This way of faith is found in these new gospels, and the reason they were called "gnostic" by the church is that the Greek word, "gnosis," meant "knowing." In these gospels that is how the term is used. "No," said the church as it meant "knowledge," and the way of the faith was to believe only the knowledge that it taught as the unquestionable truth. As the gospels did not always agree with the beliefs and doctrines they taught, they were false, and the way of faith was to believe correctly. The Gnostics did believe in Jesus, but faith was led not by unchangeable beliefs but by seeking and knowing the Lord and Savior -- the one they often called the living Jesus.
The book on the home page was written to document with footnotes for sources and more specific information for what is presented in this web site.
To sign up for a free Gnostic Christians Newsletter, go to "Contact Us." Thanks
Today, there are many who understandably want to put these Gnostic heretics in the same boat as the early church -- to find salvation you had to believe their beliefs and myths. They want to define them particularly by their myths and portray them as a cult, and at best, maybe a church that just had different beliefs. Many still teach they were interested only in a secret gnosis (knowledge), which some describe as esoteric, exclusive, and thus secretive beliefs or pure mystical insights. With the discovery of these new gospels, there is a major change -- none are directly found!
Herein was the problem; to disagree with this church's beliefs made one a false Christian. Those who did so were on a path to hell and were given the name "heretics." Today, heretic is not a very powerful word, but early on and throughout history it became a swathing sword to silence any who would challenge the beliefs of this church. As with claiming all the apostles' beliefs as exactly theirs, this church was brilliant and the use of the term heretic was not a mistake. "Heretic" is a word that means "choice."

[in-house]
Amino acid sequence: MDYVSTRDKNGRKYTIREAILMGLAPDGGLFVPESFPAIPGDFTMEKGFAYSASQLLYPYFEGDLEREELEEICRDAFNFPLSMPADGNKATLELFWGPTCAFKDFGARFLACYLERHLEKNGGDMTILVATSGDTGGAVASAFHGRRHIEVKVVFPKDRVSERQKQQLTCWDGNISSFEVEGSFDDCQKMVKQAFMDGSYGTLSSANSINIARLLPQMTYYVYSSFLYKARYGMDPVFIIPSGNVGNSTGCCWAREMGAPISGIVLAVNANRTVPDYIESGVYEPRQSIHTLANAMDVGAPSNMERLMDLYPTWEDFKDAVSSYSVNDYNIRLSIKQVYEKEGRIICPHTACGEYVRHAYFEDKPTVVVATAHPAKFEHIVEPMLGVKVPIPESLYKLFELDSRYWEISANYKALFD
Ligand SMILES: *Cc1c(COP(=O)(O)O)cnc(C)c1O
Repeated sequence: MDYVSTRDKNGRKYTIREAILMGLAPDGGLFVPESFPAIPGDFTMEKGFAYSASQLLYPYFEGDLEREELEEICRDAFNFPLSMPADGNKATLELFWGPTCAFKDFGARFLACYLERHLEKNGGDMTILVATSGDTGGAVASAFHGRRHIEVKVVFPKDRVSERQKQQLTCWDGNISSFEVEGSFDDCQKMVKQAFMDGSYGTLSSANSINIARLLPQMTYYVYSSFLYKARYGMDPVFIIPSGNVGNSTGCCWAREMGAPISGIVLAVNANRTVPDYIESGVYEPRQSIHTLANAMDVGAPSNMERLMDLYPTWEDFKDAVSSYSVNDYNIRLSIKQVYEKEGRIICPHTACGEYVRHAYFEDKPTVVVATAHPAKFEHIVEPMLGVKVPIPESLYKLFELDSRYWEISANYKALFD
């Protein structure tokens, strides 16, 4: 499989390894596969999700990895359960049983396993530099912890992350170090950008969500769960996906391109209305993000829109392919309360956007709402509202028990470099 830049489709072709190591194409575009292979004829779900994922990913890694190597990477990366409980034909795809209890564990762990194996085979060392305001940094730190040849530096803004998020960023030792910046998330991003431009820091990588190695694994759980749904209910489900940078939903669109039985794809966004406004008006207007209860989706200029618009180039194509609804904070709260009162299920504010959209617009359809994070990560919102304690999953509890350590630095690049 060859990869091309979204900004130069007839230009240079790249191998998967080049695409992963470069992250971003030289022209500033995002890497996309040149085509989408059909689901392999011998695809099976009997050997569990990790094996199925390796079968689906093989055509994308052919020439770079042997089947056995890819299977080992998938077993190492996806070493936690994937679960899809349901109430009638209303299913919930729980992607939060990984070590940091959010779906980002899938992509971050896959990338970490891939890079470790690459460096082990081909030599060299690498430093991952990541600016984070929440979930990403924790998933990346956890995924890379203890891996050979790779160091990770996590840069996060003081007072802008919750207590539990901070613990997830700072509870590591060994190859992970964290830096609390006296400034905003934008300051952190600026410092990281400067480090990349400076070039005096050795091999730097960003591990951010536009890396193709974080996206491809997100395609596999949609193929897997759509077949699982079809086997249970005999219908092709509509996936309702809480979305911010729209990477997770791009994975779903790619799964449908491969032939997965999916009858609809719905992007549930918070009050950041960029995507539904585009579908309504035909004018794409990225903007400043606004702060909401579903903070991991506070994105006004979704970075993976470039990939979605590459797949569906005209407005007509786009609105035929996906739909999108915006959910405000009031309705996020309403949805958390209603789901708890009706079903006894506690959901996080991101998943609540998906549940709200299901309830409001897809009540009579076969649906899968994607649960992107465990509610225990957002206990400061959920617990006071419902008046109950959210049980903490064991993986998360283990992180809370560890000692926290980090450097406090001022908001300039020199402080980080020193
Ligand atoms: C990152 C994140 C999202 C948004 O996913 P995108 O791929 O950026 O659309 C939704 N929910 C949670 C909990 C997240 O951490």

This church, almost unbelievably, insisted there was no need for choice! This included choosing to hear or read other gospels they disapproved. Hard to believe, but Bishop Irenaeus, a powerhouse in the church, wrote and declared that there could be no more or fewer than four gospels. Why? Because, he explains, "... there are four regions of the universe and four principal winds." Does that make sense? Apparently so at the time, but it is a strong reason why most of us never knew other early gospels ever existed. Obviously, Jesus had no say in the matter, but this church, a little over one hundred years after him, decided all other gospels contained no truth -- no truth at all. The Gnostics disagreed, and with the new discoveries, we now better know why.
This new story began in 1945, when early and different gospels were discovered in Egypt, near a small village called Nag Hammadi. Fifty two books were found in an ancient jar believed to have been buried over 1600 years ago. This was a different find than the Dead Sea Scrolls, as unlike that discovery, some of these books, surprisingly, were Christian gospels. They are now commonly known as the Gnostic Gospels. They were called "Gnostic" because some early Christians called Gnostics valued them. Importantly, intense scholarly research has affirmed they would have been read along with those in the Bible in early Christianity. What is also rather shocking is they give evidence that some of the other of Jesus' disciples than those in the Bible had gospels written or attributed to them as well. It is fairly unlikely that you ever heard in Sunday School that there might be gospels by Thomas and Philip, and even more shocking, by a woman, who from evidence in the Bible was clearly close to Jesus, Mary Magdalene. There is a reason.